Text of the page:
Thursday, October 16, 2008

Little Sisters

This is a long overdue tribute to little sisters around the world and to the families we forge out of friendship and circumstance. And here is to you my little Chinese sisters - the ultimate Joy Luck Club.

It takes a village to manage an Olympic Games hospitality program. Fourteen Chinese students – mostly seniors and first year grad students, selected during an intensive interview process last spring, joined my three overseas colleagues and me a week before the Games began.

Certainly for me, the opportunity to work side-by-side with locals united in a common cause is the highlight of the Olympic Games experience. There is no better way to see and understand another country or another culture and certainly no better way to have the various complexities of your own culture better understood.

Once introductions are made, we have one week to turn ordinary book-toting students into world-class Olympic Games event management experts. We were glued to the hip for a solid month and in that time we go from strangers and pilgrims to family. These kids are amazing and I imagine on some level their lives were quite changed by their Olympics Games experience.

I'd like for you to meet some of them – my little sisters - they are as beautiful on the inside as they are on the outside I grew to love them dearly and the impact they made on my life will travel with me forever.

Look in their eyes and see all the possibilities of change that China is capable of; the warmth and compassion of a generation charged with reshaping their world. Their spirit and grace is unfathomable. If it is true that we travel to seek our common humanity in the faces of strangers - than I have never felt more human or more hopeful for the future.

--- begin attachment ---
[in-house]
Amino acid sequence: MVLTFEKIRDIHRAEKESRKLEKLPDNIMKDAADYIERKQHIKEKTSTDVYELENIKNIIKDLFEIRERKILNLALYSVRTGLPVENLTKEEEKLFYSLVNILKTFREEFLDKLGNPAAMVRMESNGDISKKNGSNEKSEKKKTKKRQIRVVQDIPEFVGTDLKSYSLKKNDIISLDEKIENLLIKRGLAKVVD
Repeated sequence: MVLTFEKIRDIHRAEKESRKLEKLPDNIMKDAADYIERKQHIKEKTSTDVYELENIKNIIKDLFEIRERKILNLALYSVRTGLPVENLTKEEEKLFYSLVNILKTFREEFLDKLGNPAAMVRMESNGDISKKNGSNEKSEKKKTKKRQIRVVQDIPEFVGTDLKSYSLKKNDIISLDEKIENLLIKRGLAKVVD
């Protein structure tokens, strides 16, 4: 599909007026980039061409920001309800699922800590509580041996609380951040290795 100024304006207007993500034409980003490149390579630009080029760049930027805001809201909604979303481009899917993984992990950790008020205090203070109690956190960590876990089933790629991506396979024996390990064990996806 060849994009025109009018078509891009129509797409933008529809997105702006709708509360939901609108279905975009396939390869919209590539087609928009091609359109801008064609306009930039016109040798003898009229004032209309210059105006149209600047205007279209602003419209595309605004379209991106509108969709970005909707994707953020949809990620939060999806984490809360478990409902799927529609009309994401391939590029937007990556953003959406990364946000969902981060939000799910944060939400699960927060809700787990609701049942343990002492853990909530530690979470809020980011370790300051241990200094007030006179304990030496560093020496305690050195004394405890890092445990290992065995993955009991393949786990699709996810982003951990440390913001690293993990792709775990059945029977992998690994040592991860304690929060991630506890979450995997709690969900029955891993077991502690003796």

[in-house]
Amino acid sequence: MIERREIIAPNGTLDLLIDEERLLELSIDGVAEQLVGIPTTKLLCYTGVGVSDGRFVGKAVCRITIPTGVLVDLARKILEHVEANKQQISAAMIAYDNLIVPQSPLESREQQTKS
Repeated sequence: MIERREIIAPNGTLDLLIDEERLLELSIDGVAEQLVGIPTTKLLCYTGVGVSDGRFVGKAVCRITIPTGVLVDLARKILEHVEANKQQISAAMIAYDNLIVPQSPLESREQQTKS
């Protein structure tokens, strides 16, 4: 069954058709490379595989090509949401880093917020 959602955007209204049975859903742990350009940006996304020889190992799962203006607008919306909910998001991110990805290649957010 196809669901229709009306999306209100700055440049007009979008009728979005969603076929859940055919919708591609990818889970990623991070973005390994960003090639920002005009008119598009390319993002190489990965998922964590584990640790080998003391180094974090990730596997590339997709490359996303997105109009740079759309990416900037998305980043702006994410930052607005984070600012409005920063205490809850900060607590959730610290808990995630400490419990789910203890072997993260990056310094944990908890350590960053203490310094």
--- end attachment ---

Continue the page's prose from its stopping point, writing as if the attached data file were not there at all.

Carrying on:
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Says Marcel Proust, “The real voyage of discovery consists not in seeing new landscapes, but in having new eyes.”
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"Engaged travel teaches humility and mutual understanding, key ingredients for world peace." Kellie Jennar, Brave New Traveler
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The Olympic Games brought us together; we strange pilgrims eventually arriving to an inexplicable understanding that we are all citizens of this world and thus charged with being good stewards of it. Its been said that engaged travel teaches humility and fosters mutual understanding - the basic building blocks for a more peaceful world. Working together, side by side, we tore down many an illusionary wall and in that place of division - laid the foundations for a culture of peace that should prove to have a lasting impact.


In this tiny room where we spent four weeks - the future of China emerges.  And this, my friends, is why I felt it was important not to boycott the Olympic Games.
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